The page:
Something tells me I'm being to honest for my own good!

    I wish I'd been a spend thrift and blown all my savings on wine, women, gambling, exotic holidays and cranked up massive debts that I couldn't pay back.

    I'm not sure that it pays to be 'thrifty' if you're disabled - sooner or later you'll probably need to retire early through ill health. Work pays while you're in it but once you're out of work it seems there's no safety net.

    If you can think of a good reason why I should apply for ESA let me know. Am I missing something?
    Last edited by Lighttouch; 04-25-2011 at 05:16 PM.

  2. #2
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    Thats just giving up rising the white flag, I know I'm disabled and I paid tax and stamp for 32 years, but this is not about that is it. This medical and WCA which New labour brought in was wrong and it's up to use to prove that the majority of us are ill sick and disabled.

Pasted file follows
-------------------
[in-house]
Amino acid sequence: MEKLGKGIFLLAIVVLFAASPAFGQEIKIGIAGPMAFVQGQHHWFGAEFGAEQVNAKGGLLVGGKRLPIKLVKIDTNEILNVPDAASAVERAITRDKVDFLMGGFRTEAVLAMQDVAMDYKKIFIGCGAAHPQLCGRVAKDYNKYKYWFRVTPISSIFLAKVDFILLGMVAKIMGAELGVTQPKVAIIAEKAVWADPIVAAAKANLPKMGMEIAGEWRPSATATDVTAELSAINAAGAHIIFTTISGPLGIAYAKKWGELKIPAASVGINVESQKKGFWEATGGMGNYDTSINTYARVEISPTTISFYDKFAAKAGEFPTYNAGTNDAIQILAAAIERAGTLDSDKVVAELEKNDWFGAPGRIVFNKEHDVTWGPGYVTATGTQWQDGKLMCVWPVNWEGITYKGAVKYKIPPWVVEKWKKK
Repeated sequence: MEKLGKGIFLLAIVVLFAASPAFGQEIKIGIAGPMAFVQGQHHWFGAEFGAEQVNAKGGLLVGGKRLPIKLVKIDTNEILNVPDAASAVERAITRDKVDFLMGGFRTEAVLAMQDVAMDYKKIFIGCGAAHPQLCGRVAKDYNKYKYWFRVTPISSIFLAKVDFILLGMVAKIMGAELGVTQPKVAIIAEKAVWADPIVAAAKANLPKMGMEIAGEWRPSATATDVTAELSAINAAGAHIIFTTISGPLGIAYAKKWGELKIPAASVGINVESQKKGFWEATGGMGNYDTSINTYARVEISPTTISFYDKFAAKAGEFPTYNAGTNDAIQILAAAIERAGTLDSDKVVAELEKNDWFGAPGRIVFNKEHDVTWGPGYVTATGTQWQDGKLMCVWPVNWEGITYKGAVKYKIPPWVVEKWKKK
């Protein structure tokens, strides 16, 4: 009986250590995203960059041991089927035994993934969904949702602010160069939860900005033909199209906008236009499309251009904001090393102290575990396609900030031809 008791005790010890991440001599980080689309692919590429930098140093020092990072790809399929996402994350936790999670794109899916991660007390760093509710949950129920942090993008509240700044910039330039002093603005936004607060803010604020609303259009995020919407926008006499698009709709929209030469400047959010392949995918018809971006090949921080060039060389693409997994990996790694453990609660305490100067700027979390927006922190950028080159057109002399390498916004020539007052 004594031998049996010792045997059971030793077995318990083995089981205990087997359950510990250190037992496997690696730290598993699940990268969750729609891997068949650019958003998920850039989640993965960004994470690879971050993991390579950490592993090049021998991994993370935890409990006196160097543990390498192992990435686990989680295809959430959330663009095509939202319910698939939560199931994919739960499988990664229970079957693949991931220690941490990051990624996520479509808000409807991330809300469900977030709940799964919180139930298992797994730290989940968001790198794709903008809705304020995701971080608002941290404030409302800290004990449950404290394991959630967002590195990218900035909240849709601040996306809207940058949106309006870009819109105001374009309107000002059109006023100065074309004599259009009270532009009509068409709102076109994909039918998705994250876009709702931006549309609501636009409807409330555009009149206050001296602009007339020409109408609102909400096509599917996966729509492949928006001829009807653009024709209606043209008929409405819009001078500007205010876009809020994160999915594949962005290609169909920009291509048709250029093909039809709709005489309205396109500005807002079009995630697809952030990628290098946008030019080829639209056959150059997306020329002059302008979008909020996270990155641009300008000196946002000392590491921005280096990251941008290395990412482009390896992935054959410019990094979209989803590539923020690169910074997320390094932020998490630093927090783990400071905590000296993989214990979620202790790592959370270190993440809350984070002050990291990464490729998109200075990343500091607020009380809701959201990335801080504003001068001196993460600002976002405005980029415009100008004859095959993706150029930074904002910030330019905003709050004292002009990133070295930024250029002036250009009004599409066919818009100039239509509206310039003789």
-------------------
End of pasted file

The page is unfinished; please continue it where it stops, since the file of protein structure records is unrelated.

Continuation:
Labour and the Tories stated at the last count that 90% of us would fail the new test, thats now expected to be about 20 to 30% so if that right then we all have a dam good chance of winning out medicals.

    Why the hell should i not fight this and prove to both my self and this right wing idiots they are wrong.

  3. #3
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    If you have paid your contributions you are still entitled to contributory ESA, even if you are put into the work group, once they bring the 12 month rule in you will lose it after being on it one year but at least that is some of the money back on all those NI stamps you paid. It might even end up being 2 years but I am not going to hold my breath...